Encrypted DNS Server forwards DoH queries to Nginx or doh-proxy when a TLS connection is detected, or directly responds to DNSCrypt queries.

It also provides DNS caching, server-side filtering, metrics, and TCP connection reuse in order to mitigate exhaustion attacks.

Unless the front-end is a CDN, an ideal setup is to use doh-proxy behind Encrypted DNS Server.

Oblivious DoH (ODoH)

Oblivious DoH is similar to Anonymized DNSCrypt, but for DoH. It requires relays, but also upstream DoH servers that support the protocol.

This proxy supports ODoH termination (not relaying) out of the box.

However, ephemeral keys are currently only stored in memory. In a load-balanced configuration, sticky sessions must be used.

Currently available ODoH relays only use POST queries. So, POST queries have been disabled for regular DoH queries, accepting them is required to be compatible with ODoH relays.

This can be achieved with the --allow-odoh-post command-line switch.

Operational recommendations

  • DoH can be easily detected and blocked using SNI inspection. As a mitigation, DoH endpoints should preferably share the same virtual host as existing, popular websites, rather than being on dedicated virtual hosts.
  • When using DoH, DNS stamps should include a resolver IP address in order to remove a dependency on non-encrypted, non-authenticated, easy-to-block resolvers.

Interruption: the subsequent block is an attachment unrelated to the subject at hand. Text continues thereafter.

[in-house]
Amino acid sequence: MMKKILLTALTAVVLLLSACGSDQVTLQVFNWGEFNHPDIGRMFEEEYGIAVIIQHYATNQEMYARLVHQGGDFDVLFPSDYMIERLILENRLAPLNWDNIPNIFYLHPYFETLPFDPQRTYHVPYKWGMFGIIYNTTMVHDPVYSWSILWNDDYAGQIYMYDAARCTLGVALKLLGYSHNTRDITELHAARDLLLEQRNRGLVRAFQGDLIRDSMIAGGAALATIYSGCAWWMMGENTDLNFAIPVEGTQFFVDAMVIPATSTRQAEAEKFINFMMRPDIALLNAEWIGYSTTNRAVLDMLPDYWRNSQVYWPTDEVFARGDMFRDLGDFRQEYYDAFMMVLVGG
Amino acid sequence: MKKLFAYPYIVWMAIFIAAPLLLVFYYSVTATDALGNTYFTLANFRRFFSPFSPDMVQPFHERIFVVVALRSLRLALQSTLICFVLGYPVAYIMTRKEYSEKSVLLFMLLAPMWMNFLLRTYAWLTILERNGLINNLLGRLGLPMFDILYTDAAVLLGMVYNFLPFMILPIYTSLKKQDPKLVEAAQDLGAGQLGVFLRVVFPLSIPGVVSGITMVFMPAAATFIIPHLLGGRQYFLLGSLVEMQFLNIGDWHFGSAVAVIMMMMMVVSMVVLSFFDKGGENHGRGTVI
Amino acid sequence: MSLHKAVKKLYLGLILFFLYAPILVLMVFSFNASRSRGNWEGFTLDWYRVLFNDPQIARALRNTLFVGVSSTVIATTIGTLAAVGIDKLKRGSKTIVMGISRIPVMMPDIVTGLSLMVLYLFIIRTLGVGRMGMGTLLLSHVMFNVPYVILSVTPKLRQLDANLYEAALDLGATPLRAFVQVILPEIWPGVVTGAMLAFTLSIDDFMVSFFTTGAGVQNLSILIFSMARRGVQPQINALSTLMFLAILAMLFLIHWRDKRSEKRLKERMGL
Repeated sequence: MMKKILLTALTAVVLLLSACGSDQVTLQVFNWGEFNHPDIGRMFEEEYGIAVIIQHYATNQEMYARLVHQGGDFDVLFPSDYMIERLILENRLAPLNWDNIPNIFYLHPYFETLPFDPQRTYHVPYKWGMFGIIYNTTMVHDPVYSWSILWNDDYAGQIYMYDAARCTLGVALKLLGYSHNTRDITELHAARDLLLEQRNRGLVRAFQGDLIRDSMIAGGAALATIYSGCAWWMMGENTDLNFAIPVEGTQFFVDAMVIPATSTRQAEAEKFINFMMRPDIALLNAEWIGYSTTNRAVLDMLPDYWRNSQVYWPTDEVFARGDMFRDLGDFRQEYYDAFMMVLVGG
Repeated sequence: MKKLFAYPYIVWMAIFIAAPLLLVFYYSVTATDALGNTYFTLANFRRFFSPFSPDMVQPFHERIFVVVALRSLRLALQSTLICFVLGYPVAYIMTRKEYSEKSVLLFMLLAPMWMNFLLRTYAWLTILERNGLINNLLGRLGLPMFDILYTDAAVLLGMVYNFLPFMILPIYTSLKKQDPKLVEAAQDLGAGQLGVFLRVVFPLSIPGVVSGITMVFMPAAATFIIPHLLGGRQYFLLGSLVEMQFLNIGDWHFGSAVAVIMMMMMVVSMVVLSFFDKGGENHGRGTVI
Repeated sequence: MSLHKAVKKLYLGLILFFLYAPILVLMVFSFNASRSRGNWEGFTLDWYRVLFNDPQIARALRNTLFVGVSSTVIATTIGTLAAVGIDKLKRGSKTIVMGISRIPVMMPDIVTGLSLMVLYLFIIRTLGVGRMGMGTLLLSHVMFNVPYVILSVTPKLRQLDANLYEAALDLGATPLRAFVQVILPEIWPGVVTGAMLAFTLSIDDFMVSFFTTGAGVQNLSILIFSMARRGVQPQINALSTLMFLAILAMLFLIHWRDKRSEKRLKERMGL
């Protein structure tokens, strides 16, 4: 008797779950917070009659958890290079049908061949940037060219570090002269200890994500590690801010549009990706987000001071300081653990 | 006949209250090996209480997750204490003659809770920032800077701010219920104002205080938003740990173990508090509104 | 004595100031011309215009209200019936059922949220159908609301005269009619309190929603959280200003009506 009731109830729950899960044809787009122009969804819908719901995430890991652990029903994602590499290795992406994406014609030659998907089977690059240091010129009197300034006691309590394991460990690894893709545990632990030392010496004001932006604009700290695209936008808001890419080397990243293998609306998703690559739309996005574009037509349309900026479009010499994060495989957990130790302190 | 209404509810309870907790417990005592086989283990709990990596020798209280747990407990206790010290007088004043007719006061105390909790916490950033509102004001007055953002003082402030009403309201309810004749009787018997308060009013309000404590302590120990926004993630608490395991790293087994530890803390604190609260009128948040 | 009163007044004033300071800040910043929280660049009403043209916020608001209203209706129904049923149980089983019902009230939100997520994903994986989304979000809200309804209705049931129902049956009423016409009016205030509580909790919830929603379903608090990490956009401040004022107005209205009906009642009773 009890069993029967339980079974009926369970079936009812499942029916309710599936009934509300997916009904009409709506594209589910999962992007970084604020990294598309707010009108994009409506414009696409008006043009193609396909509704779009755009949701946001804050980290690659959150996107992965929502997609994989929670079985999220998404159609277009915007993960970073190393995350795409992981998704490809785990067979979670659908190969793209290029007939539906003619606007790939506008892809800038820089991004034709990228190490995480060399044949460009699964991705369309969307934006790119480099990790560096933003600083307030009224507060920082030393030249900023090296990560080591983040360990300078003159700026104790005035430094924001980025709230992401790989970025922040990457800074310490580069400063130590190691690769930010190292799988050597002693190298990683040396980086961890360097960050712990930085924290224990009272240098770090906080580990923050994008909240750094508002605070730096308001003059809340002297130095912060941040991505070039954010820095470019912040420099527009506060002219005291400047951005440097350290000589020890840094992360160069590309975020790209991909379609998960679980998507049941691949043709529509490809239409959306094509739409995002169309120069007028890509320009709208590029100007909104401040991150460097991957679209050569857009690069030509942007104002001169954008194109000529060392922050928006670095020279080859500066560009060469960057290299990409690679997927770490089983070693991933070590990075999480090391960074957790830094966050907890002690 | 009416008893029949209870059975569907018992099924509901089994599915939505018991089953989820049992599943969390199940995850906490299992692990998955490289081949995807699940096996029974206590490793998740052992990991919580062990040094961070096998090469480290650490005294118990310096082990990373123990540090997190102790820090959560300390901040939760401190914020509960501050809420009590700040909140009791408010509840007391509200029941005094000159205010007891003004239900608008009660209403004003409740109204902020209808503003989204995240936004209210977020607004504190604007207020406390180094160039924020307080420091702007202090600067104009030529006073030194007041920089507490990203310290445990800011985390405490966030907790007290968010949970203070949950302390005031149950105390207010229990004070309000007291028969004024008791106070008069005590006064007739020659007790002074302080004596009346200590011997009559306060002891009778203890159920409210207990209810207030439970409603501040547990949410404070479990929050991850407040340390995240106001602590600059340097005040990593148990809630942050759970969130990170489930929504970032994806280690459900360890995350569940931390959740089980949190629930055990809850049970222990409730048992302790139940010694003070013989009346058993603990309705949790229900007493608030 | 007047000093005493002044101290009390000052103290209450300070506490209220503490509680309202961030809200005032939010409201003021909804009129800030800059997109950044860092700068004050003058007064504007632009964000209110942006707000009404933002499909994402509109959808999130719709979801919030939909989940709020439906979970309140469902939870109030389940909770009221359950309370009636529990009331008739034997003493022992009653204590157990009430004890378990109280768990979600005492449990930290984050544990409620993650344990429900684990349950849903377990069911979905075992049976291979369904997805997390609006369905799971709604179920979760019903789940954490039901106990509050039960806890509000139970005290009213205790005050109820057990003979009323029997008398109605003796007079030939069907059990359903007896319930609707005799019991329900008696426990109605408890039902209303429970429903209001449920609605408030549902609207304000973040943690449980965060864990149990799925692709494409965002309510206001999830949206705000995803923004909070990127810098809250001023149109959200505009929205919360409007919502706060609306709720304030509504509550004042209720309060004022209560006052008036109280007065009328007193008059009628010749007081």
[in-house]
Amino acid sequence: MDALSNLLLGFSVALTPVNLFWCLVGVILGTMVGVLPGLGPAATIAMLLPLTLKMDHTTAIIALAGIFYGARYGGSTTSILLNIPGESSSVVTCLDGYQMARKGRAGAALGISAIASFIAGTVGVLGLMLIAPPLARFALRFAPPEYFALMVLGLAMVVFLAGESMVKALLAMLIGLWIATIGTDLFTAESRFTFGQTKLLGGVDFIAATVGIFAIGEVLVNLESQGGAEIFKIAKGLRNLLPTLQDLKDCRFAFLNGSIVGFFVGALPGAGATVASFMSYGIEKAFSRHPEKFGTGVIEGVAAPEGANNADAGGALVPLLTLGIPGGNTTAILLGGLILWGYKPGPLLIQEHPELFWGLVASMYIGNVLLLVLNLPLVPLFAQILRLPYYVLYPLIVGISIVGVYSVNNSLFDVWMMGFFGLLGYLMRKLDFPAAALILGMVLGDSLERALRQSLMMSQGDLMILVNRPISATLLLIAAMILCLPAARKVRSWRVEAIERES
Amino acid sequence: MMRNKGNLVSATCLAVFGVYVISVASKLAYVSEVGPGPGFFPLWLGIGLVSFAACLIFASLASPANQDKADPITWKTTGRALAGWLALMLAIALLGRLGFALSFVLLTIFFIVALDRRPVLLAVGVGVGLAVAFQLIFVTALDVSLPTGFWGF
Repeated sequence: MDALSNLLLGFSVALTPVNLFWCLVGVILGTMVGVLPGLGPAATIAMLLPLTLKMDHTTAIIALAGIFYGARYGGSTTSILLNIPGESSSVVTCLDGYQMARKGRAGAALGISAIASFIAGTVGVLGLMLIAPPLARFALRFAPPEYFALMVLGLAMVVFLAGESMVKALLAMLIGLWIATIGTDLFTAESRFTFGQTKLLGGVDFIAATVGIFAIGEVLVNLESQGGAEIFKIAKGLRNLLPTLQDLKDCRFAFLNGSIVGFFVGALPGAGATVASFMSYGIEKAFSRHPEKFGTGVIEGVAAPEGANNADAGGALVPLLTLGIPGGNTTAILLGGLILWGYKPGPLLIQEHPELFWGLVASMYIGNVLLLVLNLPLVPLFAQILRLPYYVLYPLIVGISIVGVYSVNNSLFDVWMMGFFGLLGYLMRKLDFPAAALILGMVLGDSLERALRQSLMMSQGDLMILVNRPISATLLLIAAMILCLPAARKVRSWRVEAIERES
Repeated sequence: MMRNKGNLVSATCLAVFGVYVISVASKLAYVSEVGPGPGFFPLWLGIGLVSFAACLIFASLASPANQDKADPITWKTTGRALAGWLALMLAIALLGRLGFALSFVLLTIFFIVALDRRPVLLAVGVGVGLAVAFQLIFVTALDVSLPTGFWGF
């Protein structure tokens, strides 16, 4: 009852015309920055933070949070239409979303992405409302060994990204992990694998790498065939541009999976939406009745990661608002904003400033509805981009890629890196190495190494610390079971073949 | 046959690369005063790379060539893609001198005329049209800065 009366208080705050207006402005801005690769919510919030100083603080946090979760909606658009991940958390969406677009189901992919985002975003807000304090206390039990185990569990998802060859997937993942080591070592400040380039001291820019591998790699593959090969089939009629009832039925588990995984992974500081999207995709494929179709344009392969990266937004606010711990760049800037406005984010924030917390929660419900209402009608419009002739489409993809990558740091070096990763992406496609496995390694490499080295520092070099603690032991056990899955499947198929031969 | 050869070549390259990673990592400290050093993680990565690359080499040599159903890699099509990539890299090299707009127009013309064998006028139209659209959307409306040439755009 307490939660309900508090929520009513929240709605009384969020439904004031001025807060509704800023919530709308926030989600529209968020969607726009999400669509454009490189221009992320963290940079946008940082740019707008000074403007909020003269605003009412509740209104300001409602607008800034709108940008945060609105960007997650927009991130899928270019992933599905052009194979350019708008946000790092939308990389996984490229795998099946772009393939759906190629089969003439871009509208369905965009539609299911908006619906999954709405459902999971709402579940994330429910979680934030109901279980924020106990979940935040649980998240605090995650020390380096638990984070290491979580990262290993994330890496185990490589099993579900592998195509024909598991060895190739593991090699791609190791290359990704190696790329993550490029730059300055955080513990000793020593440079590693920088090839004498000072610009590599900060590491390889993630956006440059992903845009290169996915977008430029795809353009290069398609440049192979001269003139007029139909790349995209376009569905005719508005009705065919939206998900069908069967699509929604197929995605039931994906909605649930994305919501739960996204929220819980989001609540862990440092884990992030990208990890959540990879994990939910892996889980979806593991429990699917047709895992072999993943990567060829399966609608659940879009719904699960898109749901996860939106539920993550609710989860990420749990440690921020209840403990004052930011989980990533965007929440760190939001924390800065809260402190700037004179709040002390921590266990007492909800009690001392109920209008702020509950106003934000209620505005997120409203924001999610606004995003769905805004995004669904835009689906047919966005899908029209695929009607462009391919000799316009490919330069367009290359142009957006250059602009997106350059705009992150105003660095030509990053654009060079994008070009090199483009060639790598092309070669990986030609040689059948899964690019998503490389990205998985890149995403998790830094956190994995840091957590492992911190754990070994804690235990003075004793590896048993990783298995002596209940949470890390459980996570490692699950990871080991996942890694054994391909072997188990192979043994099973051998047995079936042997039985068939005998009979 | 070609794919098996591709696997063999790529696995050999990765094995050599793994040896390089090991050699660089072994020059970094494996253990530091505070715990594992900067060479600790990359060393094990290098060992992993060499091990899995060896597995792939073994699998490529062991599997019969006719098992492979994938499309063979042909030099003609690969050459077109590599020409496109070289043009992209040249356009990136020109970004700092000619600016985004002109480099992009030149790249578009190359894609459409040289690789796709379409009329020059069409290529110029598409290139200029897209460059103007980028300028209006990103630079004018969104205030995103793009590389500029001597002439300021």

• Unlike DNSCrypt where users must explicitly trust a DNS server's public key, the security of DoH relies on traditional public Certificate Authorities. Additional root certificates (required by governments, security software, enterprise gateways) installed on a client immediately make DoH vulnerable to MITM. In order to prevent this, DNS stamps should include the hash of the parent certificate.
  • TLS certificates are tied to host names. But domains expire, get reassigned and switch hands all the time. If a domain originally used for a DoH service gets a new, possibly malicious owner, clients still configured to use the service will blindly keep trusting it if the CA is the same. As a mitigation, the CA should sign an intermediate certificate (the only one present in the stamp), itself used to sign the name used by the DoH server. While commercial CAs offer this, Let's Encrypt currently doesn't.
  • Make sure that the front-end supports at least HTTP/2 and TLS 1.3.
  • Internal DoH servers still require TLS certificates. So, if you are planning to deploy an internal server, you need to set up an internal CA, or add self-signed certificates to every single client.

Example usage with encrypted-dns-server